February OWASP – Top 10 Exploits
We’ll review OWASP in a moment. First I wanted to give you an update on the week. This upcoming week should be pretty interesting. Monday, Microsoft will hold a Service Lifecycle Management seminar at their Mason offices. Then Monday evening (and the two following Mondays) seniors in UC’s College of Applied Science (CAS) IT program will present functional prototypes of their senior designs. Tuesday is the Agile Round Table. On Thursday, LUCRUM CEO, John Bostick, and I will lead a discussion with Xavier professor Tim Kloppenborg’s Project Management class. I’m looking forward to a lively discussion there.
I serve on the CAS IT Program Advisory Board, and I attended the proposal presentations back in the first quarter. I’m eager to review progress. I’m especially looking forward to Brian Krahenbuhl’s .NET 3.5 implementation of a dog grooming business management system, David Parks’ and Erin Osterfelds’ Coldfusion Framework built around Fusebox, and also Craig McRae’s animation tool presentations. I had an opportunity to judge last year’s senior design competition and expo held at the Duke Energy Center and cajoled runner-up Rob Lindley, 2007 CAS IT student of the year, to come work for us at LUCRUM. I stole Rob from a good friend and business owner, Glen Wernersbach. Yeah, we’re still friends
On to OWASP. For a cold, icy evening, last Tuesday, the OWASP meeting was worth the effort. Marco Morana leads the group, and he presented on the OWASP Top 10 web application security flaws. In his day job, Marco is a Sr. Director at Citigroup and serves as a Technology Information Security Officer. I’m guessing that when things don’t go so well Marco is the one that gets the call Marco recently published Web application vulnerabilities and insecure software root causes: solving the software security problem from an information security perspective in the latest issue of [IN]SECURE magazine (p. 30) where example source code behind some of the vulnerabilities can be found.
Marco started with a medical analogy equating sickness to a response to something that has happened in the body and then drew strong parallels between application weaknesses and physical sickness. In these terms, a security assessment is similar to a doctor’s exam. Both serve as a means to understand what’s causing the sickness. After assessment a diagnosis can be made based on the symptoms, drilling down to the root causes, and finally determining the underlying risk factors. Most security issues boil down to inherent design flaws, coding errors, and insecure configurations.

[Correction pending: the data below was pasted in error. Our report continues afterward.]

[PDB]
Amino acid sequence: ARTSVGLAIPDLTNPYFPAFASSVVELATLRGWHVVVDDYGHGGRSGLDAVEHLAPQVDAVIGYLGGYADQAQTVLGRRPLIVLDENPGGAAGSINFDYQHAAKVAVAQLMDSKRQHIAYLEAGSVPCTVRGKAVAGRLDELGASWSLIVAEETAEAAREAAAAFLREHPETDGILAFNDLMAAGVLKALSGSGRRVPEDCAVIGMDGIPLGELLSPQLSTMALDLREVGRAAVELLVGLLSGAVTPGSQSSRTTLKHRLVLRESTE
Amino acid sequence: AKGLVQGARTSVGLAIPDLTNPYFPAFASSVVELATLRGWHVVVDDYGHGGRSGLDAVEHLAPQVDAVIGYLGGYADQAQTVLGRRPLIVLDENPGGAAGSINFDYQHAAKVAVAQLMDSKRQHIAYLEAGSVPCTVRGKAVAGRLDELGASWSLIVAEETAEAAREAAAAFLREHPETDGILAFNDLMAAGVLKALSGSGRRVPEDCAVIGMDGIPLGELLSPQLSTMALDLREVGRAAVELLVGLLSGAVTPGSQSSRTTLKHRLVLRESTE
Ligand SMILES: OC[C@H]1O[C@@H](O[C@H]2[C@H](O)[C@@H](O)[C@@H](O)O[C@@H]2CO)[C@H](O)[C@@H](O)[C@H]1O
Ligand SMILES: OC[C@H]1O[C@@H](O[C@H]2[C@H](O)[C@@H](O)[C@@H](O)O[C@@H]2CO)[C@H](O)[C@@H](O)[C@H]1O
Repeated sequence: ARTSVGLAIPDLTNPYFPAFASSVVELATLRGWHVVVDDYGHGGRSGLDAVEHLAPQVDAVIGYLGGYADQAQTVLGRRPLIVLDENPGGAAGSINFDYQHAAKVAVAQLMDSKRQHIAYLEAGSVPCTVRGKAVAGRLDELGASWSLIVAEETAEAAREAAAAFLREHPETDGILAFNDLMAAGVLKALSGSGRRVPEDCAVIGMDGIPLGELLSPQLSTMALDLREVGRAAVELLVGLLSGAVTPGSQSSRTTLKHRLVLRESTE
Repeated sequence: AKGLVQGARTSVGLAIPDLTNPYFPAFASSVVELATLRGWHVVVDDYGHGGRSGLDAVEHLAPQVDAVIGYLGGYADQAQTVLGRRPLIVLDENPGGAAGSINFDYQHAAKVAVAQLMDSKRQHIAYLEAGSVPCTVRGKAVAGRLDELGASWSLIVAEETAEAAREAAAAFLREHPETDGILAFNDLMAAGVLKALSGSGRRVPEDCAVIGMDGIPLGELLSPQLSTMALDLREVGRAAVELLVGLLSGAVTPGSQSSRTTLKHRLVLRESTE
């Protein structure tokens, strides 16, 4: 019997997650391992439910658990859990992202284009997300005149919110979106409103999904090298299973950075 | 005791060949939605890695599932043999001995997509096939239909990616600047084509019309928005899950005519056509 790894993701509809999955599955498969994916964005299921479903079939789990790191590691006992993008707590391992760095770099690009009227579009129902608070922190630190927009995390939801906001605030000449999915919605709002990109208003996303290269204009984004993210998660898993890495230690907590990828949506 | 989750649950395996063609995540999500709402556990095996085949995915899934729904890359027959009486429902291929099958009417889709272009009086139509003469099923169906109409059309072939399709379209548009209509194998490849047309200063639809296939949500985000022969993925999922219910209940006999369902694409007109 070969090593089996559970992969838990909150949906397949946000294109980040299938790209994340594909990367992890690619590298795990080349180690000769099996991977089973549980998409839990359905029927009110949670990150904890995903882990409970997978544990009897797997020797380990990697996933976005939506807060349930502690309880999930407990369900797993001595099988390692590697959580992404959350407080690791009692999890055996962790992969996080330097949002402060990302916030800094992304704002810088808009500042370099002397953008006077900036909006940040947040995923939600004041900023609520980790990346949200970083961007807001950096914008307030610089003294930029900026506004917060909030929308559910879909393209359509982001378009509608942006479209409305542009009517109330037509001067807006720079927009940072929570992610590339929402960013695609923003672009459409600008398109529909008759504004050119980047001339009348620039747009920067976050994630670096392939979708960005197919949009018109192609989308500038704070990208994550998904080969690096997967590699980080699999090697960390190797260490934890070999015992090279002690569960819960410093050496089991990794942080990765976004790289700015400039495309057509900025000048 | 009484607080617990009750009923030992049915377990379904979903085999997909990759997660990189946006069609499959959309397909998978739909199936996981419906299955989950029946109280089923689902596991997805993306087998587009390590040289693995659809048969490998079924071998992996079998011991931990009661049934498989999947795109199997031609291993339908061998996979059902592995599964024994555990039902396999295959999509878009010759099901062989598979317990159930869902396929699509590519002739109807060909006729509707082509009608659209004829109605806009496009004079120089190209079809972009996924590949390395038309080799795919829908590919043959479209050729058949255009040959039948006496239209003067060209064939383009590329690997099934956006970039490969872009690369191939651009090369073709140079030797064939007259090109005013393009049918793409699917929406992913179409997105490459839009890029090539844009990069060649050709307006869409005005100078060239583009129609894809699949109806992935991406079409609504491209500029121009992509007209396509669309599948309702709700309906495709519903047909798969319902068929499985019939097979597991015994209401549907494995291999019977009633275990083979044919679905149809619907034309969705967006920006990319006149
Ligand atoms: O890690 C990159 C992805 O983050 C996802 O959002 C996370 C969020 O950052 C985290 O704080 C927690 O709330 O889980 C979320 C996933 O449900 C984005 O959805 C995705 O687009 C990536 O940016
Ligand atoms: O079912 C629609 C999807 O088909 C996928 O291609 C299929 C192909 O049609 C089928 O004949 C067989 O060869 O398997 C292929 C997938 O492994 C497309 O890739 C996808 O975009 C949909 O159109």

We covered the actual Top 10 list in the DevCares post a few weeks ago, so I’m not going to rehash it here. You will want to read Morana’s article which provides tangible examples of application and coding implementations that cause the issues.
When you’re faced with an exploit in a production system you may not have time to strategically fix the issue because you just need to stop the bleeding. Hopefully you won’t have to get to this point before your enterprise provides the resources to develop strategies to produce secure applications, but you may find yourself in this situation. Think about this ahead of time, no – think about it right now, and begin developing a business case for your security resource requirements and quantify ROI for your business people. What do you risk by not having a strategic focus on web application security? The financial cost could be great if your company is found liable for the release of personal information. You also risk a sullied reputation and potential loss of customers even if the real financial liability is not terribly great.
How do you mitigate the risks associated with application in-securities? A number of tools are available, many of them under an open source license, that can perform white and black box testing, code scans for authorization requests that depend on automatic credentials instead of user input, and other functions to catch some of the coding and functional weaknesses of an application. Also, develop a testing methodology that targets security testing early in the SDLC where the cost to correct is generally much smaller than if an issue reaches production. Schedule code reviews, create standards, and perform audits of your systems so that enterprise development teams understand the seriousness and willingness of your enterprise to devote resources to ensuring secure applications.
As with most Tuesday evening meetings I attend, I needed to leave early to get my daughter from dance class. Marco reviewed a number of interesting resources before I left. They are:
California bill 1386 was also mentioned as it has far reaching effects on the storage and disclosure of personal information.
PCI compliance (pdf) for encrypting PANs (CCN’s or Primary Account Numbers).
And finally, a State of Minnesota law that prevents storage of credit card magnetic strip information, CVV2 and PINs.
As the meeting wrapped up, or more accurately, right before I had to leave, a discussion began about how to identify and defend against Cross Site Request Forgery, or CSRF, vulnerabilities. This will probably be covered as its own subject in a future discussion as it is such a deep and complex subject. In the meantime you can find testing strategies and tools to identify and help defend against CSRF exploits.